Jump to content
  • 0

Overnight rolls

Question

Hi does anyone know the charges for overnight shorts in Dow Jones - I had 20 short position and was charged 200 quid - seemed steep ? Also, if I square at 1 minute to close and re instate 1 min after close of Dow , I’m guessing I don’t get charged roll ?

Share this post


Link to post

4 answers to this question

Recommended Posts

  • 0

Does anybody know how to calculate the cost of overnight funding, for example with a SP500 DFB spreadbet?

I have found some informaton on the IG website It mentions an "admin fee" however it doesn't say what this admin fee actually is.

Share this post


Link to post
  • 0

image.png.6526812eaa931f1aac10d4a45243b15a.png

image.png.76268ffab4342bad9eba7e0cf4d49e60.png

so Dow is using the USD rate and USD uses 360 instead of 365 in the calc so the IG rate (commission and libor) is 5.02% for a long trade and -0.02% for a short.

so to give the the full calc for the cost of the long trade in the example above is; (£6.69 overnight charge for a £2/point bet.)  see calc below

 

image.png.42c0c6fc4bf5cbf48c1869879e4d66e5.png

 

And for the £2/point short in the example; -£0.03 overnight charge (credit) see calc below;

image.png.3215582f2bff25b374e824abb550b266.png

So for your own calc you will need to use your £/point and update the closing price, the commission is set and the libor rate is currently fairly stable.

  

  • Thanks 1

Share this post


Link to post
  • 0

@andysinclair, unfortunately the snippets of information are somewhat scattered so it is difficult to bring it all together and the IG Wall street example in the post above was in a recent update to changes for the Libor used.

USD denominated markets now use the USD 1 month Libor rate rather than GBP 1 month Libor and also calculate the year as 360 rather than the 365 used in GBP denominated markets. 

Easy to see why it all gets confusing.

 

Share this post


Link to post

Your content will need to be approved by a moderator

Guest
You are commenting as a guest. If you have an account, please sign in.
Answer this question...

×   Pasted as rich text.   Paste as plain text instead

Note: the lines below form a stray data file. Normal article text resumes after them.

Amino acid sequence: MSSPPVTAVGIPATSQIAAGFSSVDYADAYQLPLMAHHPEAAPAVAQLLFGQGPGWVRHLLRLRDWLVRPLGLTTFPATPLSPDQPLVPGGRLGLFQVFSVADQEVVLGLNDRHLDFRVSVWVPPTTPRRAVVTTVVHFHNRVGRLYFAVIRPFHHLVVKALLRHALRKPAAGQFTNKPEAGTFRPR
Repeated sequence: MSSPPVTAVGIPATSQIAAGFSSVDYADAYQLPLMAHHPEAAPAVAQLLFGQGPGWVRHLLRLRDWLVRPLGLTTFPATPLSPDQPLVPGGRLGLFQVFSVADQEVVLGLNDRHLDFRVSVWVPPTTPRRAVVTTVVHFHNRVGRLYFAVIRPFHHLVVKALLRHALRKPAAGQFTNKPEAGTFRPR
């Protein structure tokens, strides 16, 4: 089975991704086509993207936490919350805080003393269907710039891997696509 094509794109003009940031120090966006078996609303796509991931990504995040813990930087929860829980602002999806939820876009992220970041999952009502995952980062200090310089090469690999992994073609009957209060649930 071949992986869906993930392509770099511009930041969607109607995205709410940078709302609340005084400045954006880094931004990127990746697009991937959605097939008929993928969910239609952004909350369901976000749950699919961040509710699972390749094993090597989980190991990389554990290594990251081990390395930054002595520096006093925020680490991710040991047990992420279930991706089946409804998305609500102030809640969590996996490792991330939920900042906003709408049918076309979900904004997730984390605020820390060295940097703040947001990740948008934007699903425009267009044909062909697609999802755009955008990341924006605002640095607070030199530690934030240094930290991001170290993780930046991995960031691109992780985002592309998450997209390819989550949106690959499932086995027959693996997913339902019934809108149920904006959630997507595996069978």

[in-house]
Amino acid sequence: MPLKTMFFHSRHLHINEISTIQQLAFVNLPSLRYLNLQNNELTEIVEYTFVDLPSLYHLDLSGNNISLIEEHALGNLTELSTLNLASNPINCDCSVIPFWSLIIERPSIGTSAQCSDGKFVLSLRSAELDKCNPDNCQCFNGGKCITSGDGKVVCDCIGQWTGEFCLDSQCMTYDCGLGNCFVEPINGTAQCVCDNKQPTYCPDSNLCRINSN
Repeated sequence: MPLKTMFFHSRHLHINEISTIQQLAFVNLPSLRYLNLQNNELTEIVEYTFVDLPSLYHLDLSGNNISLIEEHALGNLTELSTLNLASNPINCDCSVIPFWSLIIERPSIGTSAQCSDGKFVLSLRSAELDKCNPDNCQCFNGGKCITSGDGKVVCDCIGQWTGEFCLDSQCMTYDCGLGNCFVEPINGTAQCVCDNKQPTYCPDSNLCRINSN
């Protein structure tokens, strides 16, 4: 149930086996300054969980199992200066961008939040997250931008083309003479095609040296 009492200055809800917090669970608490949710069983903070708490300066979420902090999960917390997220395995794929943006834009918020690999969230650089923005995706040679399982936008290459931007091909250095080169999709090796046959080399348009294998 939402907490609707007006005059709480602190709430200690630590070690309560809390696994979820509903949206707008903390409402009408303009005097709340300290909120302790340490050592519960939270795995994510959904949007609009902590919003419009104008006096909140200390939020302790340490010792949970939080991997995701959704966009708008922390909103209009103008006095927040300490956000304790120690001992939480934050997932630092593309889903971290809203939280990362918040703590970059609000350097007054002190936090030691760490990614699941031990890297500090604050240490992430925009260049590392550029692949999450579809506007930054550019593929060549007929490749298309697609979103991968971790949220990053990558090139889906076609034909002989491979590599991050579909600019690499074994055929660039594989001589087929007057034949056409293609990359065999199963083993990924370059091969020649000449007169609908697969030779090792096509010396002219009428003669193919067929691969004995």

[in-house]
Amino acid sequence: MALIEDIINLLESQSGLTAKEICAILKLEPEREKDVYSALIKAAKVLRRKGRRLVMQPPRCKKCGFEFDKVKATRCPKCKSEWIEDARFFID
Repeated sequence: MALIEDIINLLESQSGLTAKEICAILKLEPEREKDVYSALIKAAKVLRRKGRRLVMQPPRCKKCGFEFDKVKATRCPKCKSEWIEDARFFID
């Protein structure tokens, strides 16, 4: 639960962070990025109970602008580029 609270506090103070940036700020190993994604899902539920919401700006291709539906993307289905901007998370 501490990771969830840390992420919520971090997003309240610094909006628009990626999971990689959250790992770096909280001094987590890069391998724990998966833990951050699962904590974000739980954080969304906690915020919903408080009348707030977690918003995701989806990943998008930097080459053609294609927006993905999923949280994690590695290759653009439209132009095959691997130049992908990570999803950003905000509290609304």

Only 75 emoji are allowed.

×   Your link has been automatically embedded.   Display as a link instead

×   Your previous content has been restored.   Clear editor

×   You cannot paste images directly. Upload or insert images from URL.


  • IG ISA Season

  • Member Statistics

    • Total Topics
      6,371
    • Total Posts
      28,278
    • Total Members
      37,101
    Newest Member
    lulub2000
    Joined 18/03/19 15:55
  • Our picks

    • Flowless rally - APAC brief 18 Mar
      A flowless rally: It’s being dubbed the “flowless rally”. Equities are ticking higher, but without the fundamental buying-support one might assume. This is especially so when considering the milestone achieved on Wall Street on Friday. Finally, the 2815 resistance level has tumbled, and the bulls have cautiously, quietly rejoiced. There are yellow flags popping up here and there, however, and that is making participants wary. It goes back to this “flowless rally” business: the latest leg of global stocks big recovery isn’t being supported by investor flows. In fact, investor flows look to have diminished somewhat. The reasoning behind this move is somewhat speculative. The impact of share buybacks is one popular argument. Whatever the cause, confidence isn’t accompanying this rally.


      Economic conditions deteriorating: Maybe market participants are still scorned from the market correction in 2018. A bitterness and cynicism stemming from that is understandable. Much of the frustration comes, it would seem, from a widespread recognition that this rally has come in the absence of solid fundamentals. On the contrary, if looking at the macro-outlook, there are more reasons to be bearish than bullish right now. Global growth is (almost) irrefutably slowing, and some of the geopolitical sore-points dictating sentiment, like Brexit and the US-China trade war, are showing little new signs of progress. A major factor keeping this rally alive in riskier assets, perhaps concerningly, is a little case of “fear of missing out”.
      • 0 replies
×